TheraGun Putting Vibration Therapy in Hands Of Players

Use Alex Gordon as an example. The Royals left fielder dips into the dugout and runs a TheraGun device over his body, using the vibration therapy to loosen muscles. So does Yasiel Puig, Bryce Harper and an increasingly growing number of MLB players, whether pregame, in-game or postgame.

What all the players have in common is the desire to use Dr. Jason Wersland's technology to loosen muscles, whether getting them ready for use on the field or as a way to recover from the brutal travel and on-field grind of a major leaguer.

"Most of the time athletes have been worked on a lot and know what it feels like to have treatment," Wersland said. "I witness when they put this in their hands, it speaks a language they get immediately and they have to have it."

Cutter Dykstra, son of former big leaguer Lenny Dykstra, has joined the TheraGun ambassador team, traveling across the continent getting the product in the hands of major league therapists and ballplayers. "The best thing about the TheraGun is the ease of use for these guys to have it in their bag," he said. "They have it in the dugout, in the bullpen ready to go. There is no setup time. In baseball you are playing every day with long games, so to have something where you don't have to go ask for a massage or treatment is huge."

TheraGun offers vibration therapy, something that has been around for quite some time, but with portability. The amplitude and frequency creates the "ideal sauce" for vibration therapy on the go, Wersland said. The idea of vibration therapy is to move glycogen to the muscle while flushing the system with micro contractions that activate the muscle for use. By increasing glycogen to the muscle, it has enough fuel ready to burn. Vibration increases blood flow, breaks up scar tissue, decreases lactic acid and releases muscle spasms.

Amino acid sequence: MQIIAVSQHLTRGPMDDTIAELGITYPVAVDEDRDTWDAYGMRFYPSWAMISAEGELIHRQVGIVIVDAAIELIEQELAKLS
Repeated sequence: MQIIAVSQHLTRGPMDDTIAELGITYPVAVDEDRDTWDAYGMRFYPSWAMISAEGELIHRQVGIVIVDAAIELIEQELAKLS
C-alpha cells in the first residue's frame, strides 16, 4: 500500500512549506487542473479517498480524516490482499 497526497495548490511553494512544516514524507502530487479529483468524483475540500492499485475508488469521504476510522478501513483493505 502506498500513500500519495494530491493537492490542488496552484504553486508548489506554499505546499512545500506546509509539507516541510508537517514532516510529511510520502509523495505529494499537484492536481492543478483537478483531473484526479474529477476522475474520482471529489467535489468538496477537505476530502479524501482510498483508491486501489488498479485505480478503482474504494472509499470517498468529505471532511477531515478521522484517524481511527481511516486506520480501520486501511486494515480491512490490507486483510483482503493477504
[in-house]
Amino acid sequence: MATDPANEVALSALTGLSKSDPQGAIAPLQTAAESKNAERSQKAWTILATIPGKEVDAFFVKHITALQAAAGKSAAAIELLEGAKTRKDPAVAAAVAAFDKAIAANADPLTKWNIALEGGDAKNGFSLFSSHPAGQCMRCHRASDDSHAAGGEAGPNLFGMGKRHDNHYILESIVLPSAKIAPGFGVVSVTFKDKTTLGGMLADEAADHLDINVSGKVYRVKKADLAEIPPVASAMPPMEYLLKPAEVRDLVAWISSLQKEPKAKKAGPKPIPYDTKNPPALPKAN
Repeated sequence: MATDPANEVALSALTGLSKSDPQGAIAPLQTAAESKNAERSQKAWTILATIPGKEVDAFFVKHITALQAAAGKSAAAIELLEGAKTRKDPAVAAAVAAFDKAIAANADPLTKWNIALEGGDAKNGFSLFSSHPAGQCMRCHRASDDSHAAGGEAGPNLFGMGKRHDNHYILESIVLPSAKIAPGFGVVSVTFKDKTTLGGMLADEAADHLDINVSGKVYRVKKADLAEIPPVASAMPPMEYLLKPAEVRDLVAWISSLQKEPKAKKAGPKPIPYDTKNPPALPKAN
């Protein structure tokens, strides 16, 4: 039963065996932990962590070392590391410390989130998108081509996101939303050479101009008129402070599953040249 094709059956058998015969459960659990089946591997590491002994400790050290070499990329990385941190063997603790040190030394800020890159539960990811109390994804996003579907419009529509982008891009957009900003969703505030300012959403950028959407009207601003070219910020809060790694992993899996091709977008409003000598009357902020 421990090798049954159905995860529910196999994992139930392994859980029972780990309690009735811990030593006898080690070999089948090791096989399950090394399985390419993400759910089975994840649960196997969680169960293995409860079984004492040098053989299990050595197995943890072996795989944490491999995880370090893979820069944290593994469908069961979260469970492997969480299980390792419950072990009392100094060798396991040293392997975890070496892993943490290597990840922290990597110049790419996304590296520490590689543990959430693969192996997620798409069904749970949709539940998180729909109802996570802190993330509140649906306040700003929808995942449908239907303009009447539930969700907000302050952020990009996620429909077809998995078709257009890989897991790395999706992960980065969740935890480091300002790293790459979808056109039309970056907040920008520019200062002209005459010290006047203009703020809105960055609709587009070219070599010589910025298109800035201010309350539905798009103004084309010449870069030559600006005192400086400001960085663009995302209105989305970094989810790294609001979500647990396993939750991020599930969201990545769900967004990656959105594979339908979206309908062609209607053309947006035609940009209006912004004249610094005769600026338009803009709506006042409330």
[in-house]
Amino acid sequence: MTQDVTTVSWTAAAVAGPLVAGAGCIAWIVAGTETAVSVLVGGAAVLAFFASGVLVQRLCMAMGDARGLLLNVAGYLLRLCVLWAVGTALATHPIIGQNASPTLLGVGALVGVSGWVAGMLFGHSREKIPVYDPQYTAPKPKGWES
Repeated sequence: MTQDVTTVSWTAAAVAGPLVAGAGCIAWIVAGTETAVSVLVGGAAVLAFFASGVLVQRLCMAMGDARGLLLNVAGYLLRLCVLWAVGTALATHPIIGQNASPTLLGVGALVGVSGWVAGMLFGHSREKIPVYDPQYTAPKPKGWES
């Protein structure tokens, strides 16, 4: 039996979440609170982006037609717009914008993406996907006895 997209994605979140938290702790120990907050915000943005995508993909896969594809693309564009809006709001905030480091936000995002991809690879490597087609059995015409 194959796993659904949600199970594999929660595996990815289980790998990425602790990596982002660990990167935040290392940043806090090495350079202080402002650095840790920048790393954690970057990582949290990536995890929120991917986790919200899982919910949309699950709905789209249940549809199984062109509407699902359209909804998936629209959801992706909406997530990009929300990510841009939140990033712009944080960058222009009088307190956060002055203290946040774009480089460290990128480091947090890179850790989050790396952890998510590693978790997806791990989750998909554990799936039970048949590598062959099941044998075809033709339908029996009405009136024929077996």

Using the gun, which comes with four different amplitude tip applications, can cut down on warmup and recovery time, Wersland says. He equates it to a 3x benefit, meaning three minutes using the gun on a muscle equates to a 30-minute massage. "It helps you prepare, perform and recover," he said. "Each one of those sections you treat with different timing and different ways."

For warmups, instead of heading to the clubhouse to run in place for that quick pinch-run call, a player may use the TheraGun for 30 seconds, Dykstra said. "For a guy sitting on the bench cold, they can put this up and down their arms and legs and get loose and cut their warmup time almost in half."

The in-game or in-workout use isn't much different, as players will run the gun over specific parts of the body to loosen it and prepare it to return to the field. Those sessions may take just 30 seconds or a minute.

The recovery aspect can last up to 20 minutes, acting like an intense massage. "The recovery can be on the bus, on the plane, in a hotel room or at home without really having to do anything but work on healing yourself and getting better," Dykstra says.

He says that portability and ease of use make it a popular choice for athletes, but a TheraGun in the hand of trainers gives the players an extra benefit, as they have the knowledge of how to "sweep" the body to activate the proper muscles and tendons. "When you put a gun in a trainer's hand, it is double the weapon," Dykstra says, adding that players tell him using TheraGun acts to wake up the body.

TheraGun has released its second version, the G2Pro, which updates the motor, changes the on/off trigger into a switch to allow players to reach more places on the body, adds a quick-attachment aspect (an easier and safer way to pop the attachments on and off) and a battery indicator. Each battery—it comes with two—can last 40 minutes on a charge.

For the attachments, Wersland says they've developed a standard 1-inch-diameter ball, a larger 2-inch version to work on larger muscle groups with more vibration surface area, a cone to allow pin-point penetration into specific areas and a dampener attachment that has a softer amp output to make it more comfortable for youth or sensitive areas.

As players continue to search for ways to ease the strain on their body, TheraGun points them toward vibration therapy, whether in the dugout or in the clubhouse.

— Tim Newcomb covers gear and business for Baseball America. Follow him on Twitter at @tdnewcomb.

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